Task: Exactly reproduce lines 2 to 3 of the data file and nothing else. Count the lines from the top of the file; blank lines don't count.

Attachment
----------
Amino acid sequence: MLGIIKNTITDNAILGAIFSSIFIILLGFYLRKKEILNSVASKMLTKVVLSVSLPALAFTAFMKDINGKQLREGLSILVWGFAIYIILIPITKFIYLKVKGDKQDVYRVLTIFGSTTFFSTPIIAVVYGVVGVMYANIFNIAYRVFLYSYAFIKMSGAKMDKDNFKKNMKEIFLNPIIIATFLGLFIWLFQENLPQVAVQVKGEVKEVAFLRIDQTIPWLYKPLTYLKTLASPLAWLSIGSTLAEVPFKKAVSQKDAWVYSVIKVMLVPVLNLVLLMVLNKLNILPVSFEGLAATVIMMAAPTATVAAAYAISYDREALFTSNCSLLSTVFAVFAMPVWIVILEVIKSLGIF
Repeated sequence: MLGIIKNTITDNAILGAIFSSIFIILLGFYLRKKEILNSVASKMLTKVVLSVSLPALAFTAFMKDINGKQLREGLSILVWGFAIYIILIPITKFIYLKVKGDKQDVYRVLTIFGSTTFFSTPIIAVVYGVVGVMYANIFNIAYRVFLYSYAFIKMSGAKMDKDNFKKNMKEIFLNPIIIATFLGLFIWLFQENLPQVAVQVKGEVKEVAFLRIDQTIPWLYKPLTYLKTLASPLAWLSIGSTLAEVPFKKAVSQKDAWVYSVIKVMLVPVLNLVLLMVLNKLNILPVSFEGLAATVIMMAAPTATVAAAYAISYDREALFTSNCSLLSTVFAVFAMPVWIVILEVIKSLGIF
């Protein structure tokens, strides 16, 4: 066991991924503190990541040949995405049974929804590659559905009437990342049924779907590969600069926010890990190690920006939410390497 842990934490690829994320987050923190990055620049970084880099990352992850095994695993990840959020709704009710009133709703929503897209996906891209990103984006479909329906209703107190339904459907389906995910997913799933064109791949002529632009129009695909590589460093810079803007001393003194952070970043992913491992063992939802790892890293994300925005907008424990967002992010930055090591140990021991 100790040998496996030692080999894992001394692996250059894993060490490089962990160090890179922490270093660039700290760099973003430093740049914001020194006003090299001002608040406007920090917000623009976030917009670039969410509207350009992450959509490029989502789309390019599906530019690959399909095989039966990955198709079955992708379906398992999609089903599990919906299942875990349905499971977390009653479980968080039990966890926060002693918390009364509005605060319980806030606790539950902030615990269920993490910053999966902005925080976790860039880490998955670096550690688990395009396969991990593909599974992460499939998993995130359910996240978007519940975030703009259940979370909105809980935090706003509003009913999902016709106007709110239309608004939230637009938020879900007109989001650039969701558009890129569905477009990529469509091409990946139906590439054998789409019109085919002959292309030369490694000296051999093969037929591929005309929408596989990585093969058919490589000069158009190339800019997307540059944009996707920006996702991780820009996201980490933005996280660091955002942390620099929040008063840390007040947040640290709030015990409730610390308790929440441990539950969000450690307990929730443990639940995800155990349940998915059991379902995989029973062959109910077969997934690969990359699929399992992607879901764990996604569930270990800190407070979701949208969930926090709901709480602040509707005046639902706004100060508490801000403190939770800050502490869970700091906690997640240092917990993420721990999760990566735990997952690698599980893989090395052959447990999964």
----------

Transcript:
Repeated sequence: MLGIIKNTITDNAILGAIFSSIFIILLGFYLRKKEILNSVASKMLTKVVLSVSLPALAFTAFMKDINGKQLREGLSILVWGFAIYIILIPITKFIYLKVKGDKQDVYRVLTIFGSTTFFSTPIIAVVYGVVGVMYANIFNIAYRVFLYSYAFIKMSGAKMDKDNFKKNMKEIFLNPIIIATFLGLFIWLFQENLPQVAVQVKGEVKEVAFLRIDQTIPWLYKPLTYLKTLASPLAWLSIGSTLAEVPFKKAVSQKDAWVYSVIKVMLVPVLNLVLLMVLNKLNILPVSFEGLAATVIMMAAPTATVAAAYAISYDREALFTSNCSLLSTVFAVFAMPVWIVILEVIKSLGIF
């Protein structure tokens, strides 16, 4: 066991991924503190990541040949995405049974929804590659559905009437990342049924779907590969600069926010890990190690920006939410390497 842990934490690829994320987050923190990055620049970084880099990352992850095994695993990840959020709704009710009133709703929503897209996906891209990103984006479909329906209703107190339904459907389906995910997913799933064109791949002529632009129009695909590589460093810079803007001393003194952070970043992913491992063992939802790892890293994300925005907008424990967002992010930055090591140990021991 100790040998496996030692080999894992001394692996250059894993060490490089962990160090890179922490270093660039700290760099973003430093740049914001020194006003090299001002608040406007920090917000623009976030917009670039969410509207350009992450959509490029989502789309390019599906530019690959399909095989039966990955198709079955992708379906398992999609089903599990919906299942875990349905499971977390009653479980968080039990966890926060002693918390009364509005605060319980806030606790539950902030615990269920993490910053999966902005925080976790860039880490998955670096550690688990395009396969991990593909599974992460499939998993995130359910996240978007519940975030703009259940979370909105809980935090706003509003009913999902016709106007709110239309608004939230637009938020879900007109989001650039969701558009890129569905477009990529469509091409990946139906590439054998789409019109085919002959292309030369490694000296051999093969037929591929005309929408596989990585093969058919490589000069158009190339800019997307540059944009996707920006996702991780820009996201980490933005996280660091955002942390620099929040008063840390007040947040640290709030015990409730610390308790929440441990539950969000450690307990929730443990639940995800155990349940998915059991379902995989029973062959109910077969997934690969990359699929399992992607879901764990996604569930270990800190407070979701949208969930926090709901709480602040509707005046639902706004100060508490801000403190939770800050502490869970700091906690997640240092917990993420721990999760990566735990997952690698599980893989090395052959447990999964």